About the Book
IMPORTANT: I will not be updating this book to the new features introduced with iOS 15 and macOS 12. Those new features are welcome improvements but they also make most of this book irrelevant. That being said, if you are targeting older versions of iOS or macOS, or you cannot use the new mlpackage format or the new ML Program models for some reason, the Core ML Survival Guide will still be useful. Thanks to all the readers for supporting this book over the years!
Last updated for iOS 14, macOS Big Sur, and coremltools 4.
Core ML has made it easier than ever to add machine learning to your iOS and macOS apps. Drag-and-drop an mlmodel file into your Xcode project, literally write two lines of code, and you’re done!
There are lots of tutorials that show how to get started with Core ML, but they only cover the very basics.
- What if you want to do something more advanced?
- What if you run into problems?
- Where do you get Core ML models to begin with anyway?
Core ML may appear easy-to-use at first — but if you want to go beyond the basics, the learning curve suddenly becomes very steep. My goal with this book is to make the advanced features of Core ML accessible to everyone too.
I do machine learning on mobile for a living and I’ve been working with Core ML since it first came out. Every time I ran into a problem, I put the solution into a notes file. From posts on Stack Overflow, the Apple Developer Forums, and emails I receive from readers of my blog, it’s clear that other people are running into the same problems. So I collected my notes, cleaned them up, and put them into this book.
The Core ML Survival Guide contains pretty much everything I know about Core ML. With this book I hope to save you some time from having to figure out this stuff by yourself.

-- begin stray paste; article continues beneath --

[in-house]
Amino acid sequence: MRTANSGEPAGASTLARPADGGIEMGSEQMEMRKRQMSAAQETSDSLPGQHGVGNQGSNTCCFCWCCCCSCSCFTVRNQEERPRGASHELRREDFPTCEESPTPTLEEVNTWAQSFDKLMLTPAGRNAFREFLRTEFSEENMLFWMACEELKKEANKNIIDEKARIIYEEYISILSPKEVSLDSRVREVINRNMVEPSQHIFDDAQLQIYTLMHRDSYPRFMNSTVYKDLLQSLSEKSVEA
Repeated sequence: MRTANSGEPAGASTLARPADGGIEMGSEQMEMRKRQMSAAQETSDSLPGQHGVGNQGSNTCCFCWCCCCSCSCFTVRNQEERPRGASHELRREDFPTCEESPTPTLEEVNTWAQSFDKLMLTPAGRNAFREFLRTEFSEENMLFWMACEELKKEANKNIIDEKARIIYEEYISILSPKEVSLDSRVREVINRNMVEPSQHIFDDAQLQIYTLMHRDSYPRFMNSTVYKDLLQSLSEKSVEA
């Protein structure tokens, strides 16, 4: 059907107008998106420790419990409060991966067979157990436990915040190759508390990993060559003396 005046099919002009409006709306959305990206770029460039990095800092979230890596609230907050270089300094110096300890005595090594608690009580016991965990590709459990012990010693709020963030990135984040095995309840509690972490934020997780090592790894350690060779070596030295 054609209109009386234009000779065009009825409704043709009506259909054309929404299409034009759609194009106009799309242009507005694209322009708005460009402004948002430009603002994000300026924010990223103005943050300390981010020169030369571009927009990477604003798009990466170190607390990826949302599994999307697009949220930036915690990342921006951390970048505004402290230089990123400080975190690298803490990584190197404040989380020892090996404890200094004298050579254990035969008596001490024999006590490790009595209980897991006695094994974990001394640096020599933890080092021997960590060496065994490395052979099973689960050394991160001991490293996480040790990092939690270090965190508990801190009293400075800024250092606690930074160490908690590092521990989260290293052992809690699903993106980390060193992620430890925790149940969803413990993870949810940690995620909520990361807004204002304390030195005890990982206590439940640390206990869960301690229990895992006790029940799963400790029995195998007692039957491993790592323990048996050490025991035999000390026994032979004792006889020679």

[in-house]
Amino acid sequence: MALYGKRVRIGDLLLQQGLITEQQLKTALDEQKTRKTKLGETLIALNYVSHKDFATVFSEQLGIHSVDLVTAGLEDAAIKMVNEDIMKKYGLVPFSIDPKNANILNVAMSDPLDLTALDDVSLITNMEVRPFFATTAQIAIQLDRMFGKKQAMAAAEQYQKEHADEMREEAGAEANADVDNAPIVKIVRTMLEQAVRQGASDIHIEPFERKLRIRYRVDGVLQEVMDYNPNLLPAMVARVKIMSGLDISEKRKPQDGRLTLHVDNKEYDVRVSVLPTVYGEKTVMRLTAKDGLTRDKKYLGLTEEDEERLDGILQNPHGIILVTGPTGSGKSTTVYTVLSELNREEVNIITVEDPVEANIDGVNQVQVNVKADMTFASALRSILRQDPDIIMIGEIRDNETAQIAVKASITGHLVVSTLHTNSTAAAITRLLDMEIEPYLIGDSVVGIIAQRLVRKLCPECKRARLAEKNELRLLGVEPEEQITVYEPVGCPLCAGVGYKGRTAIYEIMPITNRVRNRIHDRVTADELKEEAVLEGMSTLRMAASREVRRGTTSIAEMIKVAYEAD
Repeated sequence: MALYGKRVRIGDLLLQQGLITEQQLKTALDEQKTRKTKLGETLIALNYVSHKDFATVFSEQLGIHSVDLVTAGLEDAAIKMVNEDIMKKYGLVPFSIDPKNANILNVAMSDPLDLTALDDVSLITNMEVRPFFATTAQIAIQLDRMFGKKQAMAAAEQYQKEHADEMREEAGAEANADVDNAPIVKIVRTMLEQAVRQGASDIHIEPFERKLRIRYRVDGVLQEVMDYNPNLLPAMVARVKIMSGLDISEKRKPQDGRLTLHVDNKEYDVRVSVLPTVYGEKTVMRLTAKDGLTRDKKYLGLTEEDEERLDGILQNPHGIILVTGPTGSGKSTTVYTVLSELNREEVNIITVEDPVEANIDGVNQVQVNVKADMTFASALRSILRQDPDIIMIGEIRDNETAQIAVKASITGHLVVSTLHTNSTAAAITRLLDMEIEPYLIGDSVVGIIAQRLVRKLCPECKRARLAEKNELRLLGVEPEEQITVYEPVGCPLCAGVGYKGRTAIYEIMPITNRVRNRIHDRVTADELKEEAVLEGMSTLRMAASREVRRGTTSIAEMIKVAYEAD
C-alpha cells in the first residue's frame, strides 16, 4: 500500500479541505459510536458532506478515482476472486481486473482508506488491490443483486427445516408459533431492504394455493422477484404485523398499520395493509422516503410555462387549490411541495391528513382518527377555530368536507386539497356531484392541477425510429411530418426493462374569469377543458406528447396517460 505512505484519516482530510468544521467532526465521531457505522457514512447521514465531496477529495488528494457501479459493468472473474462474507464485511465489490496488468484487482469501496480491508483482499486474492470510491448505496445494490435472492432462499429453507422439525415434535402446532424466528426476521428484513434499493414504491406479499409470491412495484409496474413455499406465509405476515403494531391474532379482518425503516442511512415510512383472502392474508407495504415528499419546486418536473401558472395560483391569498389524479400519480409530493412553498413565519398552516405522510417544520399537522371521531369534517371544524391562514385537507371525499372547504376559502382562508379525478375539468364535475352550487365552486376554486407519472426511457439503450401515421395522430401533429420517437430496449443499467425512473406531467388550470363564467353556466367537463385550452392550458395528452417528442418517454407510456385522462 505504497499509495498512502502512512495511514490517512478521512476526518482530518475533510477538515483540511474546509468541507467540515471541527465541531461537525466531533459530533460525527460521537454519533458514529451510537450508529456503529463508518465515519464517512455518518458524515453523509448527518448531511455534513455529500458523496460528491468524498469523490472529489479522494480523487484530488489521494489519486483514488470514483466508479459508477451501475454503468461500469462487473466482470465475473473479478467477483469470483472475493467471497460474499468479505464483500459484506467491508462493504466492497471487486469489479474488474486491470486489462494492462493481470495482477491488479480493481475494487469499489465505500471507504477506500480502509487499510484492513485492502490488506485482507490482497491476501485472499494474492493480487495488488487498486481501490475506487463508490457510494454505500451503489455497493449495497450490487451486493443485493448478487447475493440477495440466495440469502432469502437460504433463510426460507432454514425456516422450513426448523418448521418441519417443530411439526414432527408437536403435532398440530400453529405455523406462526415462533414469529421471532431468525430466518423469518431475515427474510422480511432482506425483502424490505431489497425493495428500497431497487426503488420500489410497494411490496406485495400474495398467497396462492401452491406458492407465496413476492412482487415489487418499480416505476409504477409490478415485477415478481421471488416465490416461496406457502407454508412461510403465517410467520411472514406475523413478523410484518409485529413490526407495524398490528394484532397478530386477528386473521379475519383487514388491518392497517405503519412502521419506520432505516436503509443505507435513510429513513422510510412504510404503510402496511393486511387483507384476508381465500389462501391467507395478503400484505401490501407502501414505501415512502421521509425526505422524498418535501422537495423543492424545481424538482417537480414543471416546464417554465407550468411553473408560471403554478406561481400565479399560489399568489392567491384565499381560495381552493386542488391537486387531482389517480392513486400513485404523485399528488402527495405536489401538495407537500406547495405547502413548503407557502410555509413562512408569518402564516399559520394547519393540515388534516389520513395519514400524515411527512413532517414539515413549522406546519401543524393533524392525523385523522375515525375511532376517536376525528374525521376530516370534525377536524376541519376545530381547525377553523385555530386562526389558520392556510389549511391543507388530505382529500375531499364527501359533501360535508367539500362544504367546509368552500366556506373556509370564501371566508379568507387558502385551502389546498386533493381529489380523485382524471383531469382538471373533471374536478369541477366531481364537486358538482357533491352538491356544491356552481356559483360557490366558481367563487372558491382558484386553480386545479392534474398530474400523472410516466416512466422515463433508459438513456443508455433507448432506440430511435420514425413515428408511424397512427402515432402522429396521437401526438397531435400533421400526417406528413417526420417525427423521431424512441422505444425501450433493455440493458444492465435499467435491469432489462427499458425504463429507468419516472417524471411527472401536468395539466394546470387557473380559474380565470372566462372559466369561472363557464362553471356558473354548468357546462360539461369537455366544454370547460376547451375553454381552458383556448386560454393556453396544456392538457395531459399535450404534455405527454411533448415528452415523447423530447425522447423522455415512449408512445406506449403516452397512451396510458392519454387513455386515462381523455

What you’ll learn:
- How to best convert your models to Core ML. One of the biggest showstoppers happens right at the beginning: you’ve trained a model but the Core ML conversion fails. This book explains what to pay attention to when you’re training your models, and how you can convert troublesome models to Core ML anyway by writing your own converter.
- The mlmodel file format and what Core ML’s possibilities and limitations are. Understanding the internals of mlmodel files is useful to verify the model conversion was successful — but also for knowing how to design and train your models in the first place.
- Model surgery. Lots of advice on how to fix problems with your mlmodel files and how to get the leanest — and fastest — Core ML models.
- Tips for running the app on the device. It’s pretty easy to make predictions with Core ML once you have a model, but there are still some gotchas to watch out for. For example, you’ll want to verify the model really does what you expect it to! Also: how to make effective use of the new Neural Engine.
- Working with CVPixelBuffer and MLMultiArray. When your model does more than just classification, you’ll need to understand how to read and write MLMultiArray objects. This part of the book shows effective methods for making MLMultiArray do what you want.
- Advanced topics: Custom layers, custom models, building pipelines, working with video, using sequences, dynamic graphs, on-device training of models, and much more!
This book has 80+ chapters and is packed with tips and tricks. As I learn more about Core ML myself, I’ll keep updating the book so you’ll always have access to the most up-to-date knowledge about Core ML.
If Core ML is giving you trouble — or if you want to make the most out your Core ML models — then the Core ML Survival Guide is for you!
P.S. Also check out the chapter MobileNetV2 + SSDLite with Core ML on my blog to get a taste of what's in the book.
The source code for this book is available on GitHub.
About the Author
Matthijs Hollemans is a professional audio programmer. In his spare time he's a hobbyist musician who really needs to learn how to play the piano properly. Matthijs wrote the best-selling book The iOS Apprentice and is a co-author of Machine Learning by Tutorials from Kodeco (formerly raywenderlich.com). Check out his audio development blog at audiodev.blog.